The Photini documentation is written in reStructuredText. This is a markup language that looks very like plain text, but uses certain characters to give extra meaning to some parts. You need to take extra care when the string to be translated includes such markup. The markup often needs to be preceded or followed by a space or other punctuation. Take care to copy spaces and punctuation from the English source.

Double backquotes ``

These often mark words that are used in the Photini GUI. You may wish to include the English equivalent in brackets after your translation to help users read the documentation as the screen grabs are all from the English version. For example, the English ``Orientation`` could appear in a German translation as ``Ausrichtung (Orientation)``.

Special characters, e.g. (|hazard|)

These refer to Unicode symbols and should not be translated.

Short cross references, e.g. :doc:`tags`

These should not be translated.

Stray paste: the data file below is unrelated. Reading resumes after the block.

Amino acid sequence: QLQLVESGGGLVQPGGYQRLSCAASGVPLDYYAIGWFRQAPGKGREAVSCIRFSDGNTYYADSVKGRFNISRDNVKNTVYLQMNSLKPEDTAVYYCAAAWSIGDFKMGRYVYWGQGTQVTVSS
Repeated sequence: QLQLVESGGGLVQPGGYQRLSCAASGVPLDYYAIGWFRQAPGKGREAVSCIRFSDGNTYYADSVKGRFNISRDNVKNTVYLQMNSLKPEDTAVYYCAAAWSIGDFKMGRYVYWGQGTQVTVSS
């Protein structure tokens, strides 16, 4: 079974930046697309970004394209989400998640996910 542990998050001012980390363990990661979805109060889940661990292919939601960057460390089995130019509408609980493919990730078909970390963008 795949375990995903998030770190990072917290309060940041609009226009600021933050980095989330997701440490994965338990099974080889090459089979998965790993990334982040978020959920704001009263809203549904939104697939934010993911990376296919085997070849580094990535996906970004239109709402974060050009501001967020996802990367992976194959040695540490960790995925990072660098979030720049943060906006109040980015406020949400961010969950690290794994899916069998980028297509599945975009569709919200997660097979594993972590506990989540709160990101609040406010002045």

Long cross references, e.g. :ref:`installation <installation-optional>`

The text within the <> characters should not be translated, but it may be appropriate to translate the preceding link text.

Short external links, e.g. `Google Photos`_

If you need to translate the text you can transform the short link into a long one. For example, the English `Google Photos`_ could appear in a Korean translation as `Google 포토 <Google Photos_>`_. Note the underscores _ and backquotes ` - they are vital!

Long external links, e.g. `Flickr <http://www.flickr.com/>`_

The url within the <> characters should not be translated, but it may be appropriate to translate the preceding link text.

Testing your translation

If you install Sphinx (See installation) you can build a local copy of the documentation using your translation. For example, to build Dutch documentation:

$ LANG=nl python3 utils/build_docs.py

Open doc/html/index.html with a web browser to read the translated documentation.


Comments or questions? Please subscribe to the Photini mailing list https://groups.google.com/forum/#!forum/photini and let us know.